I travelled to Orlando in April for the American Institute of Architects Conference on Architecture 2017. ASSA ABLOY parked its Decorative Opening Solutions mobile showroom on the exhibition floor and for two-and-a-half blissful days my colleagues and I connected and conversed among displays of doors and hardware, with friends old and new.
This year, the American Institute of Architects and the Association of the Collegiate Schools of Architecture (ACSA) awarded Robert A.M. Stern, FAIA, the AIA Topaz Medallion for Excellence in Architecture Education. It’s a big deal – the highest honor given to educators in architecture – and they couldn’t have chosen a more worthy recipient.
Bob Stern addressed a small group of us one afternoon and recited the speech he’d delivered earlier in the week when he accepted his Topaz Medallion award. The narrative was all Stern: eloquent, like-it-or-not frank, thought-provoking. Stern said theory, as the structure of practice, is crucial. Even as my fingers typed that note, they stuck on the word, “practice.” Practice. The word, itself, implies proficiency through habit and repetition. I practice the piano. Theory is the structure of that practice: scales, chords, Beethoven, Mozart, Chopin, Debussy. Innovation is too valued, Stern said, reminding us that even Matisse and Picasso redrew each other.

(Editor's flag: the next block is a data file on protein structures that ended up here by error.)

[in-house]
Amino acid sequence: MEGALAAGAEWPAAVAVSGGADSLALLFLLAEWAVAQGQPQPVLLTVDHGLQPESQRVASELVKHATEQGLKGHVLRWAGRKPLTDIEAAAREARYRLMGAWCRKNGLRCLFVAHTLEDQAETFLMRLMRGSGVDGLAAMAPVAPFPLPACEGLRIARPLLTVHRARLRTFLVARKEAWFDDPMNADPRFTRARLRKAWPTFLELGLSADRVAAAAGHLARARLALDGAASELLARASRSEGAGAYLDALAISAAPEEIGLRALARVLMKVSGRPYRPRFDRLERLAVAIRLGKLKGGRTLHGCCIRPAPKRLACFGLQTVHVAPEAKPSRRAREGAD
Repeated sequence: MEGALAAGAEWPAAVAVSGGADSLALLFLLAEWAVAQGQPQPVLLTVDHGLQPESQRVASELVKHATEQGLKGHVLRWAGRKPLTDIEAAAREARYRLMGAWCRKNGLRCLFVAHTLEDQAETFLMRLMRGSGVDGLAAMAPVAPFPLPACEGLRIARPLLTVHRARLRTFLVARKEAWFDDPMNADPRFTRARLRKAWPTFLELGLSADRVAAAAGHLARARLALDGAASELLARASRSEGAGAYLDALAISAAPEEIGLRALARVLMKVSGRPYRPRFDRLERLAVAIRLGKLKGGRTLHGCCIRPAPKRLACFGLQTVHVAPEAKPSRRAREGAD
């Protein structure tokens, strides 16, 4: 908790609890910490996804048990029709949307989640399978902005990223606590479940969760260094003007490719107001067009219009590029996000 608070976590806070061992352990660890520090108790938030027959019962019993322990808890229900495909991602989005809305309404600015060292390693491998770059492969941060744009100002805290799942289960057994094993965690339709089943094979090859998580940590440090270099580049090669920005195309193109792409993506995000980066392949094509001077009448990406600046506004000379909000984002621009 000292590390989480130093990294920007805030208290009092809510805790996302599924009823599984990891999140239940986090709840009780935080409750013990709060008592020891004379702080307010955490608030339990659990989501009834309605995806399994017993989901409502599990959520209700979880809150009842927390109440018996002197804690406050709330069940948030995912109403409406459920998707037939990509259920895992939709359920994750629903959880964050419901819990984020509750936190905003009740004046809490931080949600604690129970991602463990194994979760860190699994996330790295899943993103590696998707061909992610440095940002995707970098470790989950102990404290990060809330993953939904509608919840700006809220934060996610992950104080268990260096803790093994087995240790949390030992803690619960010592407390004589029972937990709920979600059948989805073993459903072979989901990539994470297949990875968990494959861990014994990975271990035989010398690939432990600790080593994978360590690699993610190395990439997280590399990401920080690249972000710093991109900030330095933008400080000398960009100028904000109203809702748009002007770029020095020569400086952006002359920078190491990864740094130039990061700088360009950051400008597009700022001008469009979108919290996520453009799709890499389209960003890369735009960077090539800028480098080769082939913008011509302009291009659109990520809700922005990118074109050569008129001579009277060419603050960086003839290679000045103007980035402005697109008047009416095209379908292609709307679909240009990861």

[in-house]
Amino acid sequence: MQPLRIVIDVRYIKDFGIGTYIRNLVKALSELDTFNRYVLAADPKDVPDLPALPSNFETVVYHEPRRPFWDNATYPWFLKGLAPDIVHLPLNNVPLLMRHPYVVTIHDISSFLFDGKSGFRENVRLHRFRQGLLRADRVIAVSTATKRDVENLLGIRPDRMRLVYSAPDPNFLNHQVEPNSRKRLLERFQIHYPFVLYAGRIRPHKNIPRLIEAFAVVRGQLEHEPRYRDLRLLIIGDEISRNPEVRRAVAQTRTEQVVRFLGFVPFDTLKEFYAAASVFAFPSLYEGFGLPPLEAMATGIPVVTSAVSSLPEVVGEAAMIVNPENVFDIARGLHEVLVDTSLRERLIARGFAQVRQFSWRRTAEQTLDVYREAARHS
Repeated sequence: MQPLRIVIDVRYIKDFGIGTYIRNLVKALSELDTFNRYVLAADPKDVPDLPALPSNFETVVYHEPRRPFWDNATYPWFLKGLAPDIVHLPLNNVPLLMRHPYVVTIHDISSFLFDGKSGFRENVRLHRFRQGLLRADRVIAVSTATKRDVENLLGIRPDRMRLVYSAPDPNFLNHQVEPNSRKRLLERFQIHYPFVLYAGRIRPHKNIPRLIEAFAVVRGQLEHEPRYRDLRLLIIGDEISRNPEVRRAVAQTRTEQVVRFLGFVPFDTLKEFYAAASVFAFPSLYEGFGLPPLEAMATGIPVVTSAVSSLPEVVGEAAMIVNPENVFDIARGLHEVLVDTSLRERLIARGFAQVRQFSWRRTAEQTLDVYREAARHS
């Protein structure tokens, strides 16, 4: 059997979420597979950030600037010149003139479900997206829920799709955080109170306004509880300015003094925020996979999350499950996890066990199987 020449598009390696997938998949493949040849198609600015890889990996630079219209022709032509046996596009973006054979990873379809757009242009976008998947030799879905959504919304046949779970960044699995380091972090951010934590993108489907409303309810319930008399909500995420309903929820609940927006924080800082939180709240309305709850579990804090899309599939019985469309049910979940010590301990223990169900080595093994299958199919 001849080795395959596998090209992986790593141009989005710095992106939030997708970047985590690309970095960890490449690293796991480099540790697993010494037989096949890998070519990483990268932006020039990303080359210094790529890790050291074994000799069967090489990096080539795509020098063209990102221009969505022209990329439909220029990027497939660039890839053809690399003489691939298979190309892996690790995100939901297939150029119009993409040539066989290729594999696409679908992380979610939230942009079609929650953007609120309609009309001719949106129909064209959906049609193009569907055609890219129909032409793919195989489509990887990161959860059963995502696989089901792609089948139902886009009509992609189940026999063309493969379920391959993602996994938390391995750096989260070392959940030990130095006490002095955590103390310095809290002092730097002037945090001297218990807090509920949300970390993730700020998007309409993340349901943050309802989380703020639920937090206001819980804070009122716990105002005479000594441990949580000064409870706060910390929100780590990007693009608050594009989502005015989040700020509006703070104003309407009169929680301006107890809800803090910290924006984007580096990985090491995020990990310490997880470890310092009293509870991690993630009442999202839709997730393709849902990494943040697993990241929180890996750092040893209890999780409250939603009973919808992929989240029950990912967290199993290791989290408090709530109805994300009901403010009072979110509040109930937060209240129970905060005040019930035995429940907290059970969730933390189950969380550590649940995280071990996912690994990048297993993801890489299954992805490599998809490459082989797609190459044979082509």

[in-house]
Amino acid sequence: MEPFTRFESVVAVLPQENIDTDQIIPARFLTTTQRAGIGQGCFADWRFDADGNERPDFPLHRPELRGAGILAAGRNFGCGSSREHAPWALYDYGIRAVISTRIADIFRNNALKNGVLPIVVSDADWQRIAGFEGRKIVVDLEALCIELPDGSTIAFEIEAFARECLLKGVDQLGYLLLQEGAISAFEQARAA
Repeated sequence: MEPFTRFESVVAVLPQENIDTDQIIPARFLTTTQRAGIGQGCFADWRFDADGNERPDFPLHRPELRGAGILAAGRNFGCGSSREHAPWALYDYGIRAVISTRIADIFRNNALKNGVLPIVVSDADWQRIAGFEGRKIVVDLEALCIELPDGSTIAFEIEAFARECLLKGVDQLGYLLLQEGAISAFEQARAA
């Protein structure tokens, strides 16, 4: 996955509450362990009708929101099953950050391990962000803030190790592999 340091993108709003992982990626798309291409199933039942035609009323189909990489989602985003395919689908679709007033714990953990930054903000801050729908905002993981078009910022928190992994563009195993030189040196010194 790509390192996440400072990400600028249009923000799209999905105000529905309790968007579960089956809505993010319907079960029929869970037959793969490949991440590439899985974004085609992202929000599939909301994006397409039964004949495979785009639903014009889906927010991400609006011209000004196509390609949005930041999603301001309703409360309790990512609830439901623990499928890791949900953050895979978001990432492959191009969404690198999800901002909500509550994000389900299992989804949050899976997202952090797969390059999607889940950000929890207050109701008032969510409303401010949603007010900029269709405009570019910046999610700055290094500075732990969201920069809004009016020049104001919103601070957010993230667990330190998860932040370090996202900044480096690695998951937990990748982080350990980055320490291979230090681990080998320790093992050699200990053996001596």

He lamented the predominance of digitization, or rather its negative impact on modern architecture’s sense of craft, noting that it’s not uncommon for young job applicants to arrive at the offices of Robert A.M. Stern Architects with portfolios entirely comprised of computer-generated drawings and documents. Computers, Stern said, should be companions to hand processes. “To draw is to analyze,” he said. And, I think, to analyze is to practice – to experience a crucial process, mind-to-hand, undistracted by machine – that leaves indelible impressions on the brain. And isn’t that the essence of learning?
So I’m picking up my pencil more often these days; writing, editing, analyzing, practicing. And it feels good. Thank you, Dean Stern.